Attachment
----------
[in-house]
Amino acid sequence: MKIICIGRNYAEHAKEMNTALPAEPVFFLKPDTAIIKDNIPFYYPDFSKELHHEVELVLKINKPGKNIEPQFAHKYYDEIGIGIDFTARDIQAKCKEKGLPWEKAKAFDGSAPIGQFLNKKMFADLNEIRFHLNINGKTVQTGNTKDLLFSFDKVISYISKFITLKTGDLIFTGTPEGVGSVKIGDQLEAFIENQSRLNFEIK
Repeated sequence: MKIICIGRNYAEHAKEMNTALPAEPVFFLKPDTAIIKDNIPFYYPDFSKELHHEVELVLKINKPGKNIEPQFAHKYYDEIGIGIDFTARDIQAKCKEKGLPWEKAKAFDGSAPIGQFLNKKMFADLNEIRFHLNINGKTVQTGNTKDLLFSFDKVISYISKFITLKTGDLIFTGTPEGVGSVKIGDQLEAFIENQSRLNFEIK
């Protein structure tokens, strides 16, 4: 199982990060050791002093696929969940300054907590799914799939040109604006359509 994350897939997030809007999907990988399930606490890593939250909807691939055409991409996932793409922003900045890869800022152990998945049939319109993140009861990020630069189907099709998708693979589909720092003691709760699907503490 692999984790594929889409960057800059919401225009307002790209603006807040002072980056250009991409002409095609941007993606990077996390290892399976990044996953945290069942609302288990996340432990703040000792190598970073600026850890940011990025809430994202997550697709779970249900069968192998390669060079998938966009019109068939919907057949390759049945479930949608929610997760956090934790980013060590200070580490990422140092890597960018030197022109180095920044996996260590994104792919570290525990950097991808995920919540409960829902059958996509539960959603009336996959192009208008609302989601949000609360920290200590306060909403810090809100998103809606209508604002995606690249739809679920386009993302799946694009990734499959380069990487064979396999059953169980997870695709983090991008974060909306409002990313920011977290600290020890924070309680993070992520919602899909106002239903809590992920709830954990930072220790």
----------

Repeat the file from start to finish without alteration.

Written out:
[in-house]
Amino acid sequence: MKIICIGRNYAEHAKEMNTALPAEPVFFLKPDTAIIKDNIPFYYPDFSKELHHEVELVLKINKPGKNIEPQFAHKYYDEIGIGIDFTARDIQAKCKEKGLPWEKAKAFDGSAPIGQFLNKKMFADLNEIRFHLNINGKTVQTGNTKDLLFSFDKVISYISKFITLKTGDLIFTGTPEGVGSVKIGDQLEAFIENQSRLNFEIK
Repeated sequence: MKIICIGRNYAEHAKEMNTALPAEPVFFLKPDTAIIKDNIPFYYPDFSKELHHEVELVLKINKPGKNIEPQFAHKYYDEIGIGIDFTARDIQAKCKEKGLPWEKAKAFDGSAPIGQFLNKKMFADLNEIRFHLNINGKTVQTGNTKDLLFSFDKVISYISKFITLKTGDLIFTGTPEGVGSVKIGDQLEAFIENQSRLNFEIK
């Protein structure tokens, strides 16, 4: 199982990060050791002093696929969940300054907590799914799939040109604006359509 994350897939997030809007999907990988399930606490890593939250909807691939055409991409996932793409922003900045890869800022152990998945049939319109993140009861990020630069189907099709998708693979589909720092003691709760699907503490 692999984790594929889409960057800059919401225009307002790209603006807040002072980056250009991409002409095609941007993606990077996390290892399976990044996953945290069942609302288990996340432990703040000792190598970073600026850890940011990025809430994202997550697709779970249900069968192998390669060079998938966009019109068939919907057949390759049945479930949608929610997760956090934790980013060590200070580490990422140092890597960018030197022109180095920044996996260590994104792919570290525990950097991808995920919540409960829902059958996509539960959603009336996959192009208008609302989601949000609360920290200590306060909403810090809100998103809606209508604002995606690249739809679920386009993302799946694009990734499959380069990487064979396999059953169980997870695709983090991008974060909306409002990313920011977290600290020890924070309680993070992520919602899909106002239903809590992920709830954990930072220790």